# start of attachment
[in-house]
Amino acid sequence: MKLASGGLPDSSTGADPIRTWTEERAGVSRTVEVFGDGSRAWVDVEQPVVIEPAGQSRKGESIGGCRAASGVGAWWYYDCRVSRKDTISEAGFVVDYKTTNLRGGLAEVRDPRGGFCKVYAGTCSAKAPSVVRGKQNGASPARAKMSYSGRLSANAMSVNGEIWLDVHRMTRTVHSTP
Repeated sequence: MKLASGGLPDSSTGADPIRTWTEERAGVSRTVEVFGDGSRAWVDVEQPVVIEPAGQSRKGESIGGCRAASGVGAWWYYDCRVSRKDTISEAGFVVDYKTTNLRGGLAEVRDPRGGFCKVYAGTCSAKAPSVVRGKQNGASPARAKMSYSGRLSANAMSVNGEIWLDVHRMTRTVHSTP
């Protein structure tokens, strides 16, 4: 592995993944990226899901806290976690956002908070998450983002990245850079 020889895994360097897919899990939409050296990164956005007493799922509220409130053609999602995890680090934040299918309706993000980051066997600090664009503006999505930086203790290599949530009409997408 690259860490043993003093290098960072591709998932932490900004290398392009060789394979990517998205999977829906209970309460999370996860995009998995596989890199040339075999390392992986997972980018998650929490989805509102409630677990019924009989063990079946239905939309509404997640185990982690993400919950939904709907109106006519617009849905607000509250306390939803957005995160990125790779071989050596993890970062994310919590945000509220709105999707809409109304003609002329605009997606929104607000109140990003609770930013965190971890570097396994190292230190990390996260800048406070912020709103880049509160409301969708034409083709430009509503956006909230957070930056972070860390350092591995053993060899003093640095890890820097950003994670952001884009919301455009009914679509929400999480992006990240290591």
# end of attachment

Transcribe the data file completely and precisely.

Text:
[in-house]
Amino acid sequence: MKLASGGLPDSSTGADPIRTWTEERAGVSRTVEVFGDGSRAWVDVEQPVVIEPAGQSRKGESIGGCRAASGVGAWWYYDCRVSRKDTISEAGFVVDYKTTNLRGGLAEVRDPRGGFCKVYAGTCSAKAPSVVRGKQNGASPARAKMSYSGRLSANAMSVNGEIWLDVHRMTRTVHSTP
Repeated sequence: MKLASGGLPDSSTGADPIRTWTEERAGVSRTVEVFGDGSRAWVDVEQPVVIEPAGQSRKGESIGGCRAASGVGAWWYYDCRVSRKDTISEAGFVVDYKTTNLRGGLAEVRDPRGGFCKVYAGTCSAKAPSVVRGKQNGASPARAKMSYSGRLSANAMSVNGEIWLDVHRMTRTVHSTP
């Protein structure tokens, strides 16, 4: 592995993944990226899901806290976690956002908070998450983002990245850079 020889895994360097897919899990939409050296990164956005007493799922509220409130053609999602995890680090934040299918309706993000980051066997600090664009503006999505930086203790290599949530009409997408 690259860490043993003093290098960072591709998932932490900004290398392009060789394979990517998205999977829906209970309460999370996860995009998995596989890199040339075999390392992986997972980018998650929490989805509102409630677990019924009989063990079946239905939309509404997640185990982690993400919950939904709907109106006519617009849905607000509250306390939803957005995160990125790779071989050596993890970062994310919590945000509220709105999707809409109304003609002329605009997606929104607000109140990003609770930013965190971890570097396994190292230190990390996260800048406070912020709103880049509160409301969708034409083709430009509503956006909230957070930056972070860390350092591995053993060899003093640095890890820097950003994670952001884009919301455009009914679509929400999480992006990240290591």